A lifesaving layover at O’Hare

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CHICAGO -- Layovers at O'Hare airport can be legendary. So the American Heart Association wants you to make use of your time next while you're stuck there.

One college kid did ... in Texas last year.

At 21, and a junior at University of Dayton, Matt Lickenbrock was studying mechanical engineering last April. On his way home from spring break, he was stuck at the Dallas Fort-Worth airport. Yep, a lay over. The son of two doctors, Lickenbrock was bored, so he saddled up to one of these machines to learn how to do hands-only CPR. it was part of a pilot program there in 2015. By the third try, he nailed it. 100 percent.

Little did he know that two days later a major rainstorm on campus would force Lickenrbrock to test his new skills on a perfect stranger, a fellow student.

CPR is no easy feat. At O'Hare airport Julie Unruh learned first hand how tough it is to get the hands only CPS just right.  Still, the experts say doing something is better than doing nothing. Danielle Cortes Devito is with the American Heart Association. She says a person in cardiac arrest needs chest compressions within 4-6 minutes of hitting the ground.

To the beat of the Bee Gees and the song "Staying Alive," rookies at O'Hare have to learn how to do 100-120 compressions per minute.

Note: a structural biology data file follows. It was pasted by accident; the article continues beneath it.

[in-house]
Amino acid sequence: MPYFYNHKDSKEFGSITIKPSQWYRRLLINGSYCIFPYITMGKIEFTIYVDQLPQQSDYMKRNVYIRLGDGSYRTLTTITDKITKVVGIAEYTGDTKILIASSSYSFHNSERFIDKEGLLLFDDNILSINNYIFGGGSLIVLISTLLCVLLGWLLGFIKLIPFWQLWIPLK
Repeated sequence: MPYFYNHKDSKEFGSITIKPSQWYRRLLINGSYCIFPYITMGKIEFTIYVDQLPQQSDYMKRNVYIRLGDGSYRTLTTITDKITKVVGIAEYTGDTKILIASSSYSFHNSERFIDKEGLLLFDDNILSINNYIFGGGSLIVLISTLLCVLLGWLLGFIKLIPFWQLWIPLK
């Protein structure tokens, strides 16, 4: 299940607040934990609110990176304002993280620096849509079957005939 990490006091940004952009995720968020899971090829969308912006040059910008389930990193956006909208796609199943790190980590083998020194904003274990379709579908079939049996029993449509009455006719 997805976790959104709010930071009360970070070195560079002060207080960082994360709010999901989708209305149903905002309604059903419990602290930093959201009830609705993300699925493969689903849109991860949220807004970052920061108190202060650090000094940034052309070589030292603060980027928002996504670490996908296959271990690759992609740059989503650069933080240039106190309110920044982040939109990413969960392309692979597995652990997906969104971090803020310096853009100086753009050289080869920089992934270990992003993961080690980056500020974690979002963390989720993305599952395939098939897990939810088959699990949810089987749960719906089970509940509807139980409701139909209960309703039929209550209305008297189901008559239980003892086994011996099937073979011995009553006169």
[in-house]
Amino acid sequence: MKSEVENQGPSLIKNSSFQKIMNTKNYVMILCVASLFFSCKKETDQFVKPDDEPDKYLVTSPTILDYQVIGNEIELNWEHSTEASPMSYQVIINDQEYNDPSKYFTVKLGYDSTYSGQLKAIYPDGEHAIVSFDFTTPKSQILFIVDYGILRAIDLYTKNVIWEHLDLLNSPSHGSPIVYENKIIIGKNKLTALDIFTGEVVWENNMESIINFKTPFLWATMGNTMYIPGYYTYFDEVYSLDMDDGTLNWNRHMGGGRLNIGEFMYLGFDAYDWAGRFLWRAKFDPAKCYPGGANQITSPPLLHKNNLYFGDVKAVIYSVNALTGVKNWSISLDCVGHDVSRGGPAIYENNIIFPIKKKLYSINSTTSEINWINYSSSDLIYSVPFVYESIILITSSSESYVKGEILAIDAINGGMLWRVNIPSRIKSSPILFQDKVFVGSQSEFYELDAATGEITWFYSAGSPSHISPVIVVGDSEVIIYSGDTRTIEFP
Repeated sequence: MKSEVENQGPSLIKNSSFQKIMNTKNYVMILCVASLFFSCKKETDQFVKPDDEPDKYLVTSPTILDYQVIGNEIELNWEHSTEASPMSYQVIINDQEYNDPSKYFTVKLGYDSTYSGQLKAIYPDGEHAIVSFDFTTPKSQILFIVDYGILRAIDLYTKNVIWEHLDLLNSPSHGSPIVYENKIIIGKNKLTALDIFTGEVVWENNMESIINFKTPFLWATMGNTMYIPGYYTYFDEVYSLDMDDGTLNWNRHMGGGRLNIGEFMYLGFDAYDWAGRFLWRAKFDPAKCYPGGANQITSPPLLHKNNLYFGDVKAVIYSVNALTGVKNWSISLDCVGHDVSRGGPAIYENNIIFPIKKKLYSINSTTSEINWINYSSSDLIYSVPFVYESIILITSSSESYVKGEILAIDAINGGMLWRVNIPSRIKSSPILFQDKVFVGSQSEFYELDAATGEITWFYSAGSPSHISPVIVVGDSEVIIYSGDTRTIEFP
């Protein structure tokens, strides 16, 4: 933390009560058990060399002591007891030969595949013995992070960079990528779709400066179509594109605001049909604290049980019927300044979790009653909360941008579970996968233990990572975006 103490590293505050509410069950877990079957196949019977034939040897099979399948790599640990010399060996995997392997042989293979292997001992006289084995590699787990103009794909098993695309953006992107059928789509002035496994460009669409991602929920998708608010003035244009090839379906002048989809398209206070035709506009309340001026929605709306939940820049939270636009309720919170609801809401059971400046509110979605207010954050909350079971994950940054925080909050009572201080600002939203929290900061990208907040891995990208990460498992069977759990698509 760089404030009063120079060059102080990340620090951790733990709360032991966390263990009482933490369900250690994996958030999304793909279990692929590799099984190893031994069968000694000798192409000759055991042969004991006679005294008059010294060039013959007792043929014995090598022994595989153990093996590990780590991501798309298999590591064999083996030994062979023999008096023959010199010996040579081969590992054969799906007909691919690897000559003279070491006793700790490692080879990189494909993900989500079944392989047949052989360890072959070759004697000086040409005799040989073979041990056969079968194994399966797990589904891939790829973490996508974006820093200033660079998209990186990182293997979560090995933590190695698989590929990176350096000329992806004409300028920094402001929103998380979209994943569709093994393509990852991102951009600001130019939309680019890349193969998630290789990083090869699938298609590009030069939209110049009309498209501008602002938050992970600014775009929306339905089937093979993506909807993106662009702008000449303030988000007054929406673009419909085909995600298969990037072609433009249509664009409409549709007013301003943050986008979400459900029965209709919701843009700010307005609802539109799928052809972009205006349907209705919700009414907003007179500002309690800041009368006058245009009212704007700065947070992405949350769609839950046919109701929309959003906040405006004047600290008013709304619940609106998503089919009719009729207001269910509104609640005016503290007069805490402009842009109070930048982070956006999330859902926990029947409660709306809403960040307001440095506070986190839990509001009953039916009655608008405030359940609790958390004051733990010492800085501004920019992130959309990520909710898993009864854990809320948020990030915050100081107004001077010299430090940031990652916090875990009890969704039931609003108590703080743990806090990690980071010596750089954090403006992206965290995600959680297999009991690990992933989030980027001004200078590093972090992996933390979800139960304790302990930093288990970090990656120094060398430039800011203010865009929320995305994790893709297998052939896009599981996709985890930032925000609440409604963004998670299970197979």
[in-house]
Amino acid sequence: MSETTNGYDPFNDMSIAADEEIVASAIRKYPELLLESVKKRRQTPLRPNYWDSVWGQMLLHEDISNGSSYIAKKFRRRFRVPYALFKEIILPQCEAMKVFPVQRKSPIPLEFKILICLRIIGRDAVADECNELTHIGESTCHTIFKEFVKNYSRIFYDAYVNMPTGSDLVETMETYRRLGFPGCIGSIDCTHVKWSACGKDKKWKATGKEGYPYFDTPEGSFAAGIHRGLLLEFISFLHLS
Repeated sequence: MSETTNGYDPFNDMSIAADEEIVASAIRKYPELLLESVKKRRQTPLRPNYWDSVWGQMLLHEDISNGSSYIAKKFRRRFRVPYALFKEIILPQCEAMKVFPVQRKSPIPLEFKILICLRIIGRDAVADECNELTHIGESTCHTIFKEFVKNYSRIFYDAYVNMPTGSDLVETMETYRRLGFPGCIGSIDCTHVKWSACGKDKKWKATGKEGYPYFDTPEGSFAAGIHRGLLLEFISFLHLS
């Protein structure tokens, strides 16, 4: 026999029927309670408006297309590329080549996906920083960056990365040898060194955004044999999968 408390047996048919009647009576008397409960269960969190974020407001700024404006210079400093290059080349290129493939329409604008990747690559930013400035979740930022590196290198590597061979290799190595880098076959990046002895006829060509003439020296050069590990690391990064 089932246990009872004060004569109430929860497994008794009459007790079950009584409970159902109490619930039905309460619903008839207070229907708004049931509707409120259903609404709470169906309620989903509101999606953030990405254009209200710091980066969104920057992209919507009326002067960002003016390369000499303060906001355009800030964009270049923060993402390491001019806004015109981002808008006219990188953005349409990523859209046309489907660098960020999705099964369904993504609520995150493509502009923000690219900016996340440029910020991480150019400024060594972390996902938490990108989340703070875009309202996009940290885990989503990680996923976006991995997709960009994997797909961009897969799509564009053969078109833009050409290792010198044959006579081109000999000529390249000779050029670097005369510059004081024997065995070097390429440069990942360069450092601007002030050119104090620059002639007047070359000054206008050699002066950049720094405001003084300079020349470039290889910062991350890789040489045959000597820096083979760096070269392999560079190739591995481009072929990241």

Tim Polumbo from Oregon tried it. He failed.

Matt Lickenbrock's story has a much better ending. Sean Ferguson is alive and well one year later after Lickenbrock saved his life from what Matt had recently learned on a layover.

It took weeks to get out of the hospital. But  Ferguson, then a senior, has largely made a full recovery, and will be forever bonded with Lickenbrock.

Sean calls it divine intervention. Both of them are on a mission to spread the word about learning CPR and practicing it at an airport next time you're stuck at one, whether it be in Chicago, Dallas, Indy, Baltimore, Atlanta or Las Vegas.

The two men say travelers with nothing but time, have no excuse. they are proof practice makes perfect. Someone's life may depend on it.

O'Hare's program is not a true certification, just a tool we all can use to help in a crisis until paramedics arrive. Breaths are still important, but research has found, people are not eager to perform CPR on another person. The compressions alone can make a difference.